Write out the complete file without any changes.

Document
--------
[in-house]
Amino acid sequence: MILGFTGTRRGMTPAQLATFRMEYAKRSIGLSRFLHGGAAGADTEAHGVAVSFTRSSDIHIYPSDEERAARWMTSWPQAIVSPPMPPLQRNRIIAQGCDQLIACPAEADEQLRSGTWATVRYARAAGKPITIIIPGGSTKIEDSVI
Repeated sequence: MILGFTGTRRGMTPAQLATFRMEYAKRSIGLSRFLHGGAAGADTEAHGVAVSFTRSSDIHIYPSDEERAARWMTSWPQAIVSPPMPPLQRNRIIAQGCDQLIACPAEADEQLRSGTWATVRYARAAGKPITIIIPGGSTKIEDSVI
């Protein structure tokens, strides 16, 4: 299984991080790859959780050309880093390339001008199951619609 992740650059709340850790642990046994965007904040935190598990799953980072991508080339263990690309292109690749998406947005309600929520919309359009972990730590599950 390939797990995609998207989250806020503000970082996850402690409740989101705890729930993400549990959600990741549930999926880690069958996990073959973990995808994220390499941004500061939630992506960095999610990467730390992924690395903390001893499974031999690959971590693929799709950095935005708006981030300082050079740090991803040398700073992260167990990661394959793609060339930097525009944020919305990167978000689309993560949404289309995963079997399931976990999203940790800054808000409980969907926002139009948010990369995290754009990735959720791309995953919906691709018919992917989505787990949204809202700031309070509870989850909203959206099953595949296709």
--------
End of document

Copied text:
[in-house]
Amino acid sequence: MILGFTGTRRGMTPAQLATFRMEYAKRSIGLSRFLHGGAAGADTEAHGVAVSFTRSSDIHIYPSDEERAARWMTSWPQAIVSPPMPPLQRNRIIAQGCDQLIACPAEADEQLRSGTWATVRYARAAGKPITIIIPGGSTKIEDSVI
Repeated sequence: MILGFTGTRRGMTPAQLATFRMEYAKRSIGLSRFLHGGAAGADTEAHGVAVSFTRSSDIHIYPSDEERAARWMTSWPQAIVSPPMPPLQRNRIIAQGCDQLIACPAEADEQLRSGTWATVRYARAAGKPITIIIPGGSTKIEDSVI
């Protein structure tokens, strides 16, 4: 299984991080790859959780050309880093390339001008199951619609 992740650059709340850790642990046994965007904040935190598990799953980072991508080339263990690309292109690749998406947005309600929520919309359009972990730590599950 390939797990995609998207989250806020503000970082996850402690409740989101705890729930993400549990959600990741549930999926880690069958996990073959973990995808994220390499941004500061939630992506960095999610990467730390992924690395903390001893499974031999690959971590693929799709950095935005708006981030300082050079740090991803040398700073992260167990990661394959793609060339930097525009944020919305990167978000689309993560949404289309995963079997399931976990999203940790800054808000409980969907926002139009948010990369995290754009990735959720791309995953919906691709018919992917989505787990949204809202700031309070509870989850909203959206099953595949296709």